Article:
Poll Is continuity important?

Discussion in 'General Trek Discussion' started by F. King Daniel, May 3, 2022.

?

How important is continuity in Trek?

  1. Important. Details have to allign!

    48.7%
  2. Don't mind if it all lines up or not

    45.1%
  3. It's not important, go nuts

    6.2%
  1. Greg Cox

    Greg Cox Admiral Premium Member

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    Which can be interpreted two ways. Is Spock claiming Holmes as his ancestor -- or Arthur Conan Doyle? Since Doyle is actually the source of the line Spock quotes.
     
  2. GNDN18

    GNDN18 270 Rear Admiral

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    There’s a seven percent chance you’re right.
     
  3. JonnyQuest037

    JonnyQuest037 Vice Admiral Admiral

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    Well, most of Conan Doyle's/Watson's Sherlock Holmes stories give at least a year when they took place, so that was a big hint. :) We know that Holmes and Watson met in 1881, Holmes was presumed dead in 1891, returned to London in 1894, and retired in 1903. It varies beyond that, but that's the basic framework of the stories. (Keep in mind that Doyle wrote 60 Holmes stories over the course of 40 years, from 1887 until 1927, and he wasn't too focused on keeping the dates straight, so all sorts of errors and contradictions occur.)

    But hey, if you think that Star Trek chronologies get funky, they're nothing compared to Sherlock Holmes chronologies! Hardly any two Holmes chronologists can agree on the dates of any two cases or how many times Watson was married! My own Holmes chronology is here.

    I might as well plug my Trek chronology on the same site, too. Part 1, covering the ancient world up to the 23rd Century, is here, and Part 2, covering the 24th Century and the future beyond that, is here. (I need to update it, but I haven't seen the second season of Picard yet.)
    There was an article in The Best of Trek back in the day speculating that Sherlock Holmes was really a Vulcan stranded on Earth. It was a fun bit of creative speculation.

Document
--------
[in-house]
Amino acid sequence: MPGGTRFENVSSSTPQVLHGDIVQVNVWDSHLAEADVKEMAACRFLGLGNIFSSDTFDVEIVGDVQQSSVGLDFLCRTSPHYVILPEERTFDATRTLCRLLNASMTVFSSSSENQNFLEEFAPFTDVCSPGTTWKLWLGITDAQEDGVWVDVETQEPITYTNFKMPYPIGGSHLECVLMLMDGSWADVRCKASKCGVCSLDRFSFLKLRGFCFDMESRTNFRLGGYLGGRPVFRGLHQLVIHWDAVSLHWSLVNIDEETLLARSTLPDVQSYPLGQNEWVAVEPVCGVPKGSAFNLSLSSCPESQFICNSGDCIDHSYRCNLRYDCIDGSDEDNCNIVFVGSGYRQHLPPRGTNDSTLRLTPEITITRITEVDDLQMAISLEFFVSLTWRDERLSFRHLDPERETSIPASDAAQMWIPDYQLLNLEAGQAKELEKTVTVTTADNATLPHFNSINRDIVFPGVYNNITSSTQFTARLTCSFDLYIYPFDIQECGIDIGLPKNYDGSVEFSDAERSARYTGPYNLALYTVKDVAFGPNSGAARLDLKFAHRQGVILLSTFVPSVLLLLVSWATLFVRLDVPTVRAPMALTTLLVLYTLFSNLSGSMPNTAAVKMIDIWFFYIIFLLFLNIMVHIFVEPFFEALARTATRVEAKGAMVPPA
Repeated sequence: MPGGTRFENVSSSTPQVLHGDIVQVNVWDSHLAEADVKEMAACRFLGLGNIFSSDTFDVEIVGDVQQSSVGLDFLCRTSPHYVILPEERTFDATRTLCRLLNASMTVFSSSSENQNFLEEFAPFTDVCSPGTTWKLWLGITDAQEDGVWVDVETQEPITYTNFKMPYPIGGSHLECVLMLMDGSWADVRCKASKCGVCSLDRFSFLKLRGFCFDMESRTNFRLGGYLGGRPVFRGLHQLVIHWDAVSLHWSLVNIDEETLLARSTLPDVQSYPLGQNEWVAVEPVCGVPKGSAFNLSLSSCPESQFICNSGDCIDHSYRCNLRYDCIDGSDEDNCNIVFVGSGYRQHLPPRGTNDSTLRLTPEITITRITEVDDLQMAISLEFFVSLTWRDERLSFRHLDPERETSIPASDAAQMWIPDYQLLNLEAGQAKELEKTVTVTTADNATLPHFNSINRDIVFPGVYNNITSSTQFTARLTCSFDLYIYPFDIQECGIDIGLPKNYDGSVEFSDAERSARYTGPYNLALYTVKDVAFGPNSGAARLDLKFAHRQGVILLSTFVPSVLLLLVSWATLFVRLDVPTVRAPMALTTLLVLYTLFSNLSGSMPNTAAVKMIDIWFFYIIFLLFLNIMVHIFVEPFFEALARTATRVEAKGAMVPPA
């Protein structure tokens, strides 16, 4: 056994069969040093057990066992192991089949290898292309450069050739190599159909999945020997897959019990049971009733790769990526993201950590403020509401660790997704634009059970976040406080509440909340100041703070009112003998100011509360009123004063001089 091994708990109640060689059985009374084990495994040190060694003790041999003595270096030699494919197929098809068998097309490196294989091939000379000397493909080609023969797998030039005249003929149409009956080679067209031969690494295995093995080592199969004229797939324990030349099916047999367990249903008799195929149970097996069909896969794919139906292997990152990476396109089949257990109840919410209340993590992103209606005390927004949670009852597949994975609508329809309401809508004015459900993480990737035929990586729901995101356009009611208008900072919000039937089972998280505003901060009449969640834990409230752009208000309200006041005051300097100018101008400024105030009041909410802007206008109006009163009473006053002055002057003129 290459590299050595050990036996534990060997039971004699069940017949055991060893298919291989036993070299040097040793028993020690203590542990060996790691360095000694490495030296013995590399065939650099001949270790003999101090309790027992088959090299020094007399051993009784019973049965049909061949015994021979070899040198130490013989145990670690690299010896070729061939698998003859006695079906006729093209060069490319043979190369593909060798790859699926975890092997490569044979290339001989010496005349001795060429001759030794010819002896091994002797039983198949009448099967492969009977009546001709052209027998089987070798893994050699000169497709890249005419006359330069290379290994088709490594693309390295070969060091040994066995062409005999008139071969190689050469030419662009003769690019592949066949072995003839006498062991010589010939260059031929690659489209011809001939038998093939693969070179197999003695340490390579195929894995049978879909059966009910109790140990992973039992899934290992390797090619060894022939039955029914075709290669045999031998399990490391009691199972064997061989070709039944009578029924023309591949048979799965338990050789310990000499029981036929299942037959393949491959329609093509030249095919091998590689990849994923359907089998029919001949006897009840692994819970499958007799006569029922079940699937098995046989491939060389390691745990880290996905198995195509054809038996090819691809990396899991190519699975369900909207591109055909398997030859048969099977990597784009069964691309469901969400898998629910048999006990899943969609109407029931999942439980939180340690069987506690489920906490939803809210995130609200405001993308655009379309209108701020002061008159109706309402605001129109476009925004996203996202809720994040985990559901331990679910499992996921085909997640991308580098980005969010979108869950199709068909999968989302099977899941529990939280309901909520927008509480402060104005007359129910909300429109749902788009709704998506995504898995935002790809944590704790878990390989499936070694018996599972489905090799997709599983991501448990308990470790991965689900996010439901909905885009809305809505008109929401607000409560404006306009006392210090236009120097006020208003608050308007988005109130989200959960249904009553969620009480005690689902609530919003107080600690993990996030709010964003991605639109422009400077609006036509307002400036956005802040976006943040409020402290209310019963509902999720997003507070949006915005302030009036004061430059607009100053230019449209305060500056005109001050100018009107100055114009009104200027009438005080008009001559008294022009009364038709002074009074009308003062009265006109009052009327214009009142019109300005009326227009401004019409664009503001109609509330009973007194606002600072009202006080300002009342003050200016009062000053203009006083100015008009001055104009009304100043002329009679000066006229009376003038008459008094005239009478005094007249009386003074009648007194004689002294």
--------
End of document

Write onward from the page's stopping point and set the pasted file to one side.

I dunno, seven per-cent doesn't sound like much of a solution to me. ;)
     
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  4. blssdwlf

    blssdwlf Rear Admiral Rear Admiral

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    If the year is given for when each Holmes film takes place then that counts as establishing the setting for each story, no? Does someone whip out a time-traveling machine to hop back to an earlier film where the audience would see such continuity? :)
     
  5. NCC-73515

    NCC-73515 Vice Admiral Admiral

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    Ian Holmes was great in Alien and 5th Element...
     
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  6. MarkusTay

    MarkusTay Commander Red Shirt

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    I was going to say it had to be Doyle (and NOT because "O'Doyle Rules!") because Holmes is a fictitious character, and then I had to laugh at myself because so is Spock. But if Holmes is a fiction within the Trek universe - which he appears to be - then Spock could related to Doyle through his mom. There really wouldn't be a need to add unnecessary complications by placing a Vulcan back in Earth's timeline. But what if he was a half-Vulcan... could Spock be his own grandpa? :p
     
  7. JonnyQuest037

    JonnyQuest037 Vice Admiral Admiral

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    I was talking about Doyle's original stories, not the films. The films are a whole different thing. Some of them are directly adapted from Doyle's Sherlock Holmes stories, but a lot of them aren't.
     
  8. MAGolding

    MAGolding Fleet Captain Fleet Captain

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    You might have heard about the Our Gang or LIttle Rascals series of silent, and later sound, short films featuring an ever changing cast of children?

    When I was a child they were on television and I watched them. And when they showed General Spanky (1936) set during the Civil War, I was shocked. How could the familiar child characters from the early 20th century be fighting the 19th century US Army? That didn't make any sense chronologically to me when I was aged 10 or younger.

    And a few years later I read Marco Polo's account of how the Mongols defeated the Assassinas and killed their leader, The Old Man of the Mountains, sometime between about 1250 and 1300 - I didn't rmeember the precise year. And then maybe a year or two later I was reading Eleanor the Queen by Norah Lufts (1955) and during the Second Crusade someone mentioned tthe Old Man of the Mountains and I woundered how he could already be old more than a century before he was killed!

    So some readers and viewers did care about fictional characters remaining in their proper historical periods, even before Star Trek or Star Wars or James Bond was ever created.